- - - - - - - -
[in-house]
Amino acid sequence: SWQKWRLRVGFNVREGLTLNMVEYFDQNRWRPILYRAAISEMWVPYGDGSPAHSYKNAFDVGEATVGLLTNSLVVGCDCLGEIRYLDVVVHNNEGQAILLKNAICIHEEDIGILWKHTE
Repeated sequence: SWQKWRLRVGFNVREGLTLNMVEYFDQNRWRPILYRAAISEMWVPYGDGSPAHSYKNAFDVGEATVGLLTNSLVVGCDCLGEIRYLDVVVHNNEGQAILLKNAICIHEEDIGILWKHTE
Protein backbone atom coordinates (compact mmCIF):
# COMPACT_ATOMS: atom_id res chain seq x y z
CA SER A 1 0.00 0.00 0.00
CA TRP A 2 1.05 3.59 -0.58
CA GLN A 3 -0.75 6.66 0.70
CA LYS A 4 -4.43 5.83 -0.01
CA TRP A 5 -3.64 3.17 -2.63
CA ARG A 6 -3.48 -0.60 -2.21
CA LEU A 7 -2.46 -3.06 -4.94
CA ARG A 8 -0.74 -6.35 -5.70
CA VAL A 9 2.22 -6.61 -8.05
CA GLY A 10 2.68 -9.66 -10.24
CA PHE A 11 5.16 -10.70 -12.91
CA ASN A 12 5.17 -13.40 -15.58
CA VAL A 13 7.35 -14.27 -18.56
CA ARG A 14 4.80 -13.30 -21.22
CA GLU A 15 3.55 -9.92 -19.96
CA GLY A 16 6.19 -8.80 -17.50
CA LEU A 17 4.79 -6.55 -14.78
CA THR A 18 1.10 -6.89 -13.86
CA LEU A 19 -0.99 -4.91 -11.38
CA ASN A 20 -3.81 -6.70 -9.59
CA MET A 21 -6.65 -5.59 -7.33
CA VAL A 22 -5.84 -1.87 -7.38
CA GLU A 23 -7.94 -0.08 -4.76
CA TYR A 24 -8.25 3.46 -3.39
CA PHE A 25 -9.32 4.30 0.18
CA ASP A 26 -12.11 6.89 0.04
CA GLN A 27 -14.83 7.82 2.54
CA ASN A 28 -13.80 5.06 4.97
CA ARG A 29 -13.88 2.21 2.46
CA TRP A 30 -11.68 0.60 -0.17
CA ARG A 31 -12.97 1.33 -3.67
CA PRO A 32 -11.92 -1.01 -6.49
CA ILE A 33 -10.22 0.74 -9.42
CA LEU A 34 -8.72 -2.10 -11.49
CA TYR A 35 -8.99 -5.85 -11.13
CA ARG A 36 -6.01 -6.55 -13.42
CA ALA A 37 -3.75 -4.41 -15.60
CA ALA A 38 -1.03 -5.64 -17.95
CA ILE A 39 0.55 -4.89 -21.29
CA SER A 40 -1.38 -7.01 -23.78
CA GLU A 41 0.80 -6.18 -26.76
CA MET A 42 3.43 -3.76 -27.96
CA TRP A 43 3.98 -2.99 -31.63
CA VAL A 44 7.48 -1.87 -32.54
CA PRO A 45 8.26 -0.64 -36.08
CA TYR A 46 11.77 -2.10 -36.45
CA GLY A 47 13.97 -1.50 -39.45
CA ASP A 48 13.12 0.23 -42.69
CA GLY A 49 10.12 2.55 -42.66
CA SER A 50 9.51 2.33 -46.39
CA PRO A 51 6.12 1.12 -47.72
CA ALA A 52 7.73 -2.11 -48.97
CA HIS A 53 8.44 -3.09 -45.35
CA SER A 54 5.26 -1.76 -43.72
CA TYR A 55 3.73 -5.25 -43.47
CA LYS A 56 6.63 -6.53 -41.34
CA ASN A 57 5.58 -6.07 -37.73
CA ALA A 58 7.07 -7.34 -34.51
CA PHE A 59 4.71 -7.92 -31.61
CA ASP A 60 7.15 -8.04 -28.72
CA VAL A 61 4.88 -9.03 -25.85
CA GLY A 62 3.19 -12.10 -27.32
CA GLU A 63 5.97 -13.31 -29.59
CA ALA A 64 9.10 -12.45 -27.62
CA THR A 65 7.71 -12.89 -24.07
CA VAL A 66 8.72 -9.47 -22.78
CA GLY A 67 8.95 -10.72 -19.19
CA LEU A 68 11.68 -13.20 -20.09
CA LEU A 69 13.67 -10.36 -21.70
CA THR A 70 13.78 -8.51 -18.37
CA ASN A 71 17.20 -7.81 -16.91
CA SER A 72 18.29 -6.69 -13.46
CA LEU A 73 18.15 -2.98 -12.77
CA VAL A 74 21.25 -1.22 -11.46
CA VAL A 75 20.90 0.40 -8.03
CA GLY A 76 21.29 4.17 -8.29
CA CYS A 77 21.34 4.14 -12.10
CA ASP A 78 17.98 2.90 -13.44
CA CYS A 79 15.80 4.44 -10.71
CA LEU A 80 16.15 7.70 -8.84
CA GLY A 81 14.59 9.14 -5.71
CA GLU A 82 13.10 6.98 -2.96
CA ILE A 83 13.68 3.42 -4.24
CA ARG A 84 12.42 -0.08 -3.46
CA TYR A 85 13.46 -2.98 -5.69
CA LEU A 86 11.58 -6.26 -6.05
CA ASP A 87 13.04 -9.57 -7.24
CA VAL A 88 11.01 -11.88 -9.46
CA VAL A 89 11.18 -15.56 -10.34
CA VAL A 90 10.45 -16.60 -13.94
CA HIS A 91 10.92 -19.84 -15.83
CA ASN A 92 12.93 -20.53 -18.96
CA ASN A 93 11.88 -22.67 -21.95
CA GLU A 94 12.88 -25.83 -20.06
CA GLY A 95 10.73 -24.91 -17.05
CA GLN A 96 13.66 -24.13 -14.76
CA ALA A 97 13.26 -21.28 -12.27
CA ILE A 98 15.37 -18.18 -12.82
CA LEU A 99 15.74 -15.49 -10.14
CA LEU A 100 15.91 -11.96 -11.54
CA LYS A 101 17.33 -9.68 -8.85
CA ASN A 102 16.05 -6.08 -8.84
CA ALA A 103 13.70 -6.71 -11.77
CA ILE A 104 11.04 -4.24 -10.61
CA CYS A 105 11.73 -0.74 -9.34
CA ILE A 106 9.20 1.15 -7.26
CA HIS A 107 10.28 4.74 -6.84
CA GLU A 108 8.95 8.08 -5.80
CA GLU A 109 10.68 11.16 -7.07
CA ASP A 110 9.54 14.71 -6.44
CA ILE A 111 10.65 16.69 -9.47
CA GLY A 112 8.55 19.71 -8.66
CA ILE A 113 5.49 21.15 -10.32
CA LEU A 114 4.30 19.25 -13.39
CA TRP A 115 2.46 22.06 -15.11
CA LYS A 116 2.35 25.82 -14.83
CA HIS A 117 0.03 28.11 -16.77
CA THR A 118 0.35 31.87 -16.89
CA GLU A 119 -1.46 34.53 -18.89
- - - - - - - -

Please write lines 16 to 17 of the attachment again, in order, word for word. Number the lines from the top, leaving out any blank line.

CA PHE A 11 5.16 -10.70 -12.91
CA ASN A 12 5.17 -13.40 -15.58